Our bodies have developed a sharp ability to achieve an internal state of equilibrium, referred to as homeostasis. This system of checks and balances to keep you functioning on an even keel is influenced by the endocannabinoid system. Both internal (endogenous) and external cannabinoids affect the cannabinoid system, which means they have a role in this balancing act.
The Endocannabinoid System (ECS) is possibly the most valuable biological system for maintaining human health and function. The ECS refers to a collection of cell receptors and corresponding molecules. You can think of cell receptors like little locks on the surface of your cells. The keys to these locks are chemical molecules called agonists. Each time an agonist binds to a cell it relays a message, giving your cells an specific direction.
Two primary cell receptors make up the ECS, Cannabinoid Receptor 1 (CB1) and Cannabinoid Receptor 2 (CB2). The keys for these receptors are called endocannabinoids. Cannabidiol (CBD) is one of the naturally occurring cannabinoids found in hemp and can provide a wide range of health benefits.
How do endocannabinoids help the body function?
Cannabinoid receptors are found all throughout the body, giving them a wide variety of functions. However, certain receptors are more concentrated in specific regions. CB1 receptors are abundant in the central nervous system. CB2 receptors are more often found on immune cells, in the gastrointestinal tract, and in the peripheral nervous system.
The diversity of receptor locations shows just how essential endocannabinoids are for day-to-day bodily function. Studies have suggested they can help regulate sleep, appetite, digestion, hunger, mood, motor control, immune function, reproduction and fertility, pleasure and reward, pain, memory and temperature regulation.
What are the actual benefits of cannabinoids (CBD)?
Up to date, reported benefits of CBD are:
- Antiemetic, anti-inﬂammatory, immunosuppressant, antioxidant, anti-tumoral, anti-degenerative.
- Neurological: neuroprotective, anticonvulsant, anxiolytic, antidepressant, antipsychotic.
Additionally, full plant hemp extracts include also terpenes, flavonoids, and other valuable hemp compounds that work synergistically to heighten positive effects of CBD (so-called “entourage effect”)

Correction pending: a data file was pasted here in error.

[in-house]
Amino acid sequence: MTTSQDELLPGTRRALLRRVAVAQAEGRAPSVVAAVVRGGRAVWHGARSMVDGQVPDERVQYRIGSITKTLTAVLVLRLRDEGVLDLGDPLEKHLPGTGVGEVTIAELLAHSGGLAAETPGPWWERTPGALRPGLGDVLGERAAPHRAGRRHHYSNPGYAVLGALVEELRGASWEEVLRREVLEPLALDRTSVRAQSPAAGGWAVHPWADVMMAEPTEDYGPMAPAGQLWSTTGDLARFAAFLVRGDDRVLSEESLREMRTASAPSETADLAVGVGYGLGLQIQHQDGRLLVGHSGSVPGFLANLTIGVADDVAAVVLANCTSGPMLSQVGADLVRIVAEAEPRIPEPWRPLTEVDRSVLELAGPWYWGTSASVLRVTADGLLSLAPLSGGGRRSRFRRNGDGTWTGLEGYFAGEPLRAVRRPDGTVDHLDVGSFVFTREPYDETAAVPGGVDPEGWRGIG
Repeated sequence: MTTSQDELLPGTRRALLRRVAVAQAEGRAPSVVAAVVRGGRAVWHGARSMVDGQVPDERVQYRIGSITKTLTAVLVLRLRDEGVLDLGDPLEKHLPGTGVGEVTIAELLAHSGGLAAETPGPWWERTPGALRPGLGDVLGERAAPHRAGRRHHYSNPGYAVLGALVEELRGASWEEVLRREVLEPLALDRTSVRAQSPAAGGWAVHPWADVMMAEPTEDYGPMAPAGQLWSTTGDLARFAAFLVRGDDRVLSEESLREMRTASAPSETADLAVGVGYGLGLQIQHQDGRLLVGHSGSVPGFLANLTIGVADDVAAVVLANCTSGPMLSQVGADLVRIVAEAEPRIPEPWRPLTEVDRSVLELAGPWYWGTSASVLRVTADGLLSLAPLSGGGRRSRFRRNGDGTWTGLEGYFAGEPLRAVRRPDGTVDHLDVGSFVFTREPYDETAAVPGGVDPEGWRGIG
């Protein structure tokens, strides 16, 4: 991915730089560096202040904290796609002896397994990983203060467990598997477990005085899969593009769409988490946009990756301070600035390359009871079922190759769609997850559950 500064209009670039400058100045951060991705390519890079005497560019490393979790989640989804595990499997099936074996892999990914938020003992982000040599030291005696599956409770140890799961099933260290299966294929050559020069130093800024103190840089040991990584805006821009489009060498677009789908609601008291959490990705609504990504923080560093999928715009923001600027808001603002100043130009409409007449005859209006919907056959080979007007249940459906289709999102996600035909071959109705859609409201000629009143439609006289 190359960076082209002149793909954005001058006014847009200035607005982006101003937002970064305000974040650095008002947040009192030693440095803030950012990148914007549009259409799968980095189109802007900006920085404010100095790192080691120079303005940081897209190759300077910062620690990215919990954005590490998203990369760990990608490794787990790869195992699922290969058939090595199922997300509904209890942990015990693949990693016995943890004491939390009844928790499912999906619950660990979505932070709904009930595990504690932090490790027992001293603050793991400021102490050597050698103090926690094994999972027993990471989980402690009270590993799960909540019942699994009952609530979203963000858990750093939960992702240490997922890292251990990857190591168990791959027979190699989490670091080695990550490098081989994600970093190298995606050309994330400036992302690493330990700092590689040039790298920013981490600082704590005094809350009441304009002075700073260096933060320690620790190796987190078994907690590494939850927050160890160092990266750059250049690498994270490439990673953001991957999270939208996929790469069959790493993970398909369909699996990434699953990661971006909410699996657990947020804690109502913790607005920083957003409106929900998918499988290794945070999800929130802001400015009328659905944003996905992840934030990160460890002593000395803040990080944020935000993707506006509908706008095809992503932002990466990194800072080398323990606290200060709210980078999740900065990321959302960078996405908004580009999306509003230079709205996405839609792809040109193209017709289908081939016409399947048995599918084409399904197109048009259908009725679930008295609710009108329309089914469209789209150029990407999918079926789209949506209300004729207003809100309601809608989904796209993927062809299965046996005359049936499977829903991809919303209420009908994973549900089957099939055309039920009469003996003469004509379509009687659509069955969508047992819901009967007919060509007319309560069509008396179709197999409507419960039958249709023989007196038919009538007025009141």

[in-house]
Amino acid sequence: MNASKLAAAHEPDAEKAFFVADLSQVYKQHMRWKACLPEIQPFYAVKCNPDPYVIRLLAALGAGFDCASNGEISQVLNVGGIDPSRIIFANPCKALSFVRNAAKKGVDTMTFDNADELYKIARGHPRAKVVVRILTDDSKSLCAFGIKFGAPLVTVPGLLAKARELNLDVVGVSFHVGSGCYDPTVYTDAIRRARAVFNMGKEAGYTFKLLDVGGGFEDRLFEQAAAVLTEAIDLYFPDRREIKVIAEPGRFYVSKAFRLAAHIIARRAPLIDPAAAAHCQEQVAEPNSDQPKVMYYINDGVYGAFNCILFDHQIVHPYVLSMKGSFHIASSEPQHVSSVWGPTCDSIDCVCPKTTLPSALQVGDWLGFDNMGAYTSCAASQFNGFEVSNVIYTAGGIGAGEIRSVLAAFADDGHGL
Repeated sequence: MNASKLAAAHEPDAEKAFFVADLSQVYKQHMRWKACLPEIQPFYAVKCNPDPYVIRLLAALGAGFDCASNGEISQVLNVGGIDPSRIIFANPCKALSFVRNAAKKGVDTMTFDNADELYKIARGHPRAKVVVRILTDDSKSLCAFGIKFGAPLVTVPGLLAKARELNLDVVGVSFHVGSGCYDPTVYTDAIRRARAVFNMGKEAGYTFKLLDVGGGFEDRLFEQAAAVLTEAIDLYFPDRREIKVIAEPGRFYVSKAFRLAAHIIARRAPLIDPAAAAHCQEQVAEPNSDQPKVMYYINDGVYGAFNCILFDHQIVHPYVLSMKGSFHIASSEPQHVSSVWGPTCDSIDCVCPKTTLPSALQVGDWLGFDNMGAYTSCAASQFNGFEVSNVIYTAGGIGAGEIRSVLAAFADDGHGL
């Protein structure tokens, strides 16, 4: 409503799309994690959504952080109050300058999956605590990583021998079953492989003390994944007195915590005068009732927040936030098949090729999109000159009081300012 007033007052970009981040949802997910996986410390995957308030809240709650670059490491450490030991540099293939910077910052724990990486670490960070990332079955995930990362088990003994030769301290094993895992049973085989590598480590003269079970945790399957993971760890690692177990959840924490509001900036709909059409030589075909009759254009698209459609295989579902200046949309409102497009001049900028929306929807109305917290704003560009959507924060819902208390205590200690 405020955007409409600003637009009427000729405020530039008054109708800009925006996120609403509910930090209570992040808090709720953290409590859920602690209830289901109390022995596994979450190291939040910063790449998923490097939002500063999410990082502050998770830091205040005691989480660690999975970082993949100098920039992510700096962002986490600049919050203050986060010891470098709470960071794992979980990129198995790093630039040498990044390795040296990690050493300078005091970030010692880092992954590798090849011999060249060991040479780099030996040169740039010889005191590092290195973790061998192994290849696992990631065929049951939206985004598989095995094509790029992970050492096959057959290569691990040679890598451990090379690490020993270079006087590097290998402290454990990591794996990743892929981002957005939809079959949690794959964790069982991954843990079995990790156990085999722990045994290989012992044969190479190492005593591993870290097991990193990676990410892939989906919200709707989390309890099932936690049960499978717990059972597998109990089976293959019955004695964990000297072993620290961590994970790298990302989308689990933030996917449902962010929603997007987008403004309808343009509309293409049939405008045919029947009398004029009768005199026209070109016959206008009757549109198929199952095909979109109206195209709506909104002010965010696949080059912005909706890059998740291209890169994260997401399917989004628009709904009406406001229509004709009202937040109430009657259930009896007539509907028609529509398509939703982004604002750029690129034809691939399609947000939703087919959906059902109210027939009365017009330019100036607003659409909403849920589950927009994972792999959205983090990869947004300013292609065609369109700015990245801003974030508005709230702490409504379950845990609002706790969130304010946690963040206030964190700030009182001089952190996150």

Where do endocannabinoids come from?
The body creates its own compounds called endocannabinoids, while hemp produces phytocannabinoids, targeting these as well as other human receptors. If you cannot generate enough endocannabinoids, you might be in for some trouble. But, where do endocannabinoids come from, anyway? This question has another simple answer: diet.
Your body creates endocannabinoids with the help of fatty acids. Omega-3 fatty acids are especially important for this. Recent research in animal models has found a connection between diets low in omega-3s and mood changes caused by poor endocannabinoid regulation.
Fortunately, hemp seeds are a quality source of omega-3s. However, fish like salmon and sardines produce a form of omega-3s that is easier for your body to put to use.
What happens if our endocannabinoid system doesn't work correctly?
Endocannabinoids are the chemical messengers that tell your body to get these processes moving and when to stop. They help maintain optimal balance in the body, also known as homeostasis. When the ECS is disrupted, any one of these things can fall out of balance. Dysregulation in the ECS is thought to contribute to a wide variety of conditions, including fibromyalgia and irritable bowel syndrome.
The ECS theory of disease is termed “Clinical Endocannabinoid Deficiency.“ The idea is simple: when the body does not produce enough endocannabinoids or cannot regulate them properly, you are more susceptible to illnesses that affect one or several of the functions listed above.
In these cases, researchers have found evidence that supplementing with phytocannabinoids, such as CBD, may help the endocannabinoid system to function properly and lead to improved health.
The recent identification of cannabinoid receptors and their endogenous lipid ligands has triggered an exponential growth of studies exploring the endocannabinoid system and its regulatory functions in health and disease.
This is just a brief overview of the endocannabinoid system. Each year, new studies shed light on what this fantastic network does inside our bodies. The discovery of the ECS is what makes medical cannabis such a big deal. We now understand that diverse health conditions are all regulated in part by the ECS. The medical implications of these findings are endless.